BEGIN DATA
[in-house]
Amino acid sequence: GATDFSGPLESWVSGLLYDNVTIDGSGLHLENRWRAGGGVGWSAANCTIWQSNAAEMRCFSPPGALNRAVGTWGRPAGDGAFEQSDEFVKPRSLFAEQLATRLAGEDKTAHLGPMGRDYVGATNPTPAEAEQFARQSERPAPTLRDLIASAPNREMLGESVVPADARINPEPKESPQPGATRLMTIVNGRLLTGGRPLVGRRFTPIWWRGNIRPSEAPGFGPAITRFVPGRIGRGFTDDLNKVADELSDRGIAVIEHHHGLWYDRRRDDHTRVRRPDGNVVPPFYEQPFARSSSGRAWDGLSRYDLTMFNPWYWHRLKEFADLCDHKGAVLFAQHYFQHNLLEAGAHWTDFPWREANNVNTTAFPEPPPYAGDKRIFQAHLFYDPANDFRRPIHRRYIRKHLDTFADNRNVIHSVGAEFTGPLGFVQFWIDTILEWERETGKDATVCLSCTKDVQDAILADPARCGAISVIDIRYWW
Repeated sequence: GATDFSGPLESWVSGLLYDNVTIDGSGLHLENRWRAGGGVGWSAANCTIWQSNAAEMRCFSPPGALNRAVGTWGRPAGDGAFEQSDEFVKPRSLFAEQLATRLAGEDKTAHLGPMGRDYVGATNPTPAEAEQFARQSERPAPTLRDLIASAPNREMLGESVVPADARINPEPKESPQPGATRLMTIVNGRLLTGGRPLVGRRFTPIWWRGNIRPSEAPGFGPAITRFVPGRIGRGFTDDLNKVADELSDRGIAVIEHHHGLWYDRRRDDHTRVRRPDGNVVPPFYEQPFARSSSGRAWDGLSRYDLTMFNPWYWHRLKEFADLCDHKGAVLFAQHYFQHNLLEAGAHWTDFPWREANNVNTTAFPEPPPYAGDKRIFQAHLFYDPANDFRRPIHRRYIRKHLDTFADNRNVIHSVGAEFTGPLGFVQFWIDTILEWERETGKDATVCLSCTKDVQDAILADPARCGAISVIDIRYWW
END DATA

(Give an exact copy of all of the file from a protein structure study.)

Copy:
[in-house]
Amino acid sequence: GATDFSGPLESWVSGLLYDNVTIDGSGLHLENRWRAGGGVGWSAANCTIWQSNAAEMRCFSPPGALNRAVGTWGRPAGDGAFEQSDEFVKPRSLFAEQLATRLAGEDKTAHLGPMGRDYVGATNPTPAEAEQFARQSERPAPTLRDLIASAPNREMLGESVVPADARINPEPKESPQPGATRLMTIVNGRLLTGGRPLVGRRFTPIWWRGNIRPSEAPGFGPAITRFVPGRIGRGFTDDLNKVADELSDRGIAVIEHHHGLWYDRRRDDHTRVRRPDGNVVPPFYEQPFARSSSGRAWDGLSRYDLTMFNPWYWHRLKEFADLCDHKGAVLFAQHYFQHNLLEAGAHWTDFPWREANNVNTTAFPEPPPYAGDKRIFQAHLFYDPANDFRRPIHRRYIRKHLDTFADNRNVIHSVGAEFTGPLGFVQFWIDTILEWERETGKDATVCLSCTKDVQDAILADPARCGAISVIDIRYWW
Repeated sequence: GATDFSGPLESWVSGLLYDNVTIDGSGLHLENRWRAGGGVGWSAANCTIWQSNAAEMRCFSPPGALNRAVGTWGRPAGDGAFEQSDEFVKPRSLFAEQLATRLAGEDKTAHLGPMGRDYVGATNPTPAEAEQFARQSERPAPTLRDLIASAPNREMLGESVVPADARINPEPKESPQPGATRLMTIVNGRLLTGGRPLVGRRFTPIWWRGNIRPSEAPGFGPAITRFVPGRIGRGFTDDLNKVADELSDRGIAVIEHHHGLWYDRRRDDHTRVRRPDGNVVPPFYEQPFARSSSGRAWDGLSRYDLTMFNPWYWHRLKEFADLCDHKGAVLFAQHYFQHNLLEAGAHWTDFPWREANNVNTTAFPEPPPYAGDKRIFQAHLFYDPANDFRRPIHRRYIRKHLDTFADNRNVIHSVGAEFTGPLGFVQFWIDTILEWERETGKDATVCLSCTKDVQDAILADPARCGAISVIDIRYWW